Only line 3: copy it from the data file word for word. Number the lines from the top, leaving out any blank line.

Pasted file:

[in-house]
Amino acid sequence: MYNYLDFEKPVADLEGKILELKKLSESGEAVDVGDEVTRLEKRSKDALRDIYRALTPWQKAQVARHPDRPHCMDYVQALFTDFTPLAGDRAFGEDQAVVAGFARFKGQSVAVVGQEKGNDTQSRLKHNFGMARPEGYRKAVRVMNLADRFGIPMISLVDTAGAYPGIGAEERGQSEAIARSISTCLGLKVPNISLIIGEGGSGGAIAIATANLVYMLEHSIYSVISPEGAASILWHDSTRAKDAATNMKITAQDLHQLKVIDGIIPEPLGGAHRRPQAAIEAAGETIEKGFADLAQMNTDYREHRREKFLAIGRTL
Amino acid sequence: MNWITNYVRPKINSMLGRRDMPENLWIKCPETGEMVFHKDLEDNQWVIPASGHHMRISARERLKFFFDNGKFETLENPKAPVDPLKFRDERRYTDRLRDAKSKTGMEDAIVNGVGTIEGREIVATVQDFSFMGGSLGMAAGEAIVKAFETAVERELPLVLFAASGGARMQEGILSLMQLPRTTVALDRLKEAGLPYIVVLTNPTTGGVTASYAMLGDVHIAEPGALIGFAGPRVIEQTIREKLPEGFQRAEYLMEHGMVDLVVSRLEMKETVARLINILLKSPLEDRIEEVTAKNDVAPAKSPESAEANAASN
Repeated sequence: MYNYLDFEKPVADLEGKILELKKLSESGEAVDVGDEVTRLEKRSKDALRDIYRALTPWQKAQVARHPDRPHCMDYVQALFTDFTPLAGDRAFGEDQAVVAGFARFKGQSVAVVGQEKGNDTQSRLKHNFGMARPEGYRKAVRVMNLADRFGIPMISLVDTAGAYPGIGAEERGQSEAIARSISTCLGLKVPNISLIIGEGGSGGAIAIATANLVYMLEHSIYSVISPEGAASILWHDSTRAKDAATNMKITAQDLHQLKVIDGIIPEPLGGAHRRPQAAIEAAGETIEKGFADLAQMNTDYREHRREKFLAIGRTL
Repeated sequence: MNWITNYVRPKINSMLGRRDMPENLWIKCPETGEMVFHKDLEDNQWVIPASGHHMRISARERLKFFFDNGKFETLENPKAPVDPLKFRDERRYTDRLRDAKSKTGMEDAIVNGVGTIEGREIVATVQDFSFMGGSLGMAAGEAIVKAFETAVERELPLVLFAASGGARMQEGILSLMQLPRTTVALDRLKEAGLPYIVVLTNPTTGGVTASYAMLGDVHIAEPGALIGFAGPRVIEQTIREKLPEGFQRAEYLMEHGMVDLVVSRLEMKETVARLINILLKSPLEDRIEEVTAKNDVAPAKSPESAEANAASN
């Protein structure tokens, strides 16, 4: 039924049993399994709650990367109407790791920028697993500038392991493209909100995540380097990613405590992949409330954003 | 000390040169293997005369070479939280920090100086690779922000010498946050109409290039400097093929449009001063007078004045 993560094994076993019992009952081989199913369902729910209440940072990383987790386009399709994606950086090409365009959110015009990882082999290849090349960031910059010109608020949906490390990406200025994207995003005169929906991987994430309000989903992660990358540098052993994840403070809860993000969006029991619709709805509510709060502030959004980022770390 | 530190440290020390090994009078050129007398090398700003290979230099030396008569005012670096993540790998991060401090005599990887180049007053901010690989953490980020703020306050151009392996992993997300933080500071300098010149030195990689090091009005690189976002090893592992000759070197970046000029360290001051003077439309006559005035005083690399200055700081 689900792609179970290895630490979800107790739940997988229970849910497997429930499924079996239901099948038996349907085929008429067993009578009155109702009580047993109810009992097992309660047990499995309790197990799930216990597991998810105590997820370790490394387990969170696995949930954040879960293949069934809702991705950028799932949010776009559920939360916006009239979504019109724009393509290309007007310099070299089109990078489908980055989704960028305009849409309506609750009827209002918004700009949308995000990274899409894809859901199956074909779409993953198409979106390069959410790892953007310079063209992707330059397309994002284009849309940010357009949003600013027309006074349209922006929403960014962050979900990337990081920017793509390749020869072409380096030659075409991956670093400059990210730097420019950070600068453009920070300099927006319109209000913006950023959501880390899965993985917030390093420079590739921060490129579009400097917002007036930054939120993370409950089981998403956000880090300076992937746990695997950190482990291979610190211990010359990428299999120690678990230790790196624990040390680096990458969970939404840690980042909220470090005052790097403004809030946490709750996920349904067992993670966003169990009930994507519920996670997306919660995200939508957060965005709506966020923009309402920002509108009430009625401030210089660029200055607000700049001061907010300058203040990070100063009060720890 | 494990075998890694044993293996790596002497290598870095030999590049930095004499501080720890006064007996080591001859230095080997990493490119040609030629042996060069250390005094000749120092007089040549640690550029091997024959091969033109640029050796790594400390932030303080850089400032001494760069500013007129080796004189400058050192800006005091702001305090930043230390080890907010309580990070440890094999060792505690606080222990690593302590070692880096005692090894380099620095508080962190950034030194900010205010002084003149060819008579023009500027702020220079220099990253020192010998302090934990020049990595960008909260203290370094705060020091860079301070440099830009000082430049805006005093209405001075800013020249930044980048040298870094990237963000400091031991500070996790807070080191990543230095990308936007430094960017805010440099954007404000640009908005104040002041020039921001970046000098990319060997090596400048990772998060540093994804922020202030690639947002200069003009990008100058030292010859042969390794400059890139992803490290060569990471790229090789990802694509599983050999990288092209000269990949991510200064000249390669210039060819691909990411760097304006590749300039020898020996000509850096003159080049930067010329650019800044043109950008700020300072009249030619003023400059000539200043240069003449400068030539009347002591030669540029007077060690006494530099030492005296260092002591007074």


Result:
Amino acid sequence: MNWITNYVRPKINSMLGRRDMPENLWIKCPETGEMVFHKDLEDNQWVIPASGHHMRISARERLKFFFDNGKFETLENPKAPVDPLKFRDERRYTDRLRDAKSKTGMEDAIVNGVGTIEGREIVATVQDFSFMGGSLGMAAGEAIVKAFETAVERELPLVLFAASGGARMQEGILSLMQLPRTTVALDRLKEAGLPYIVVLTNPTTGGVTASYAMLGDVHIAEPGALIGFAGPRVIEQTIREKLPEGFQRAEYLMEHGMVDLVVSRLEMKETVARLINILLKSPLEDRIEEVTAKNDVAPAKSPESAEANAASN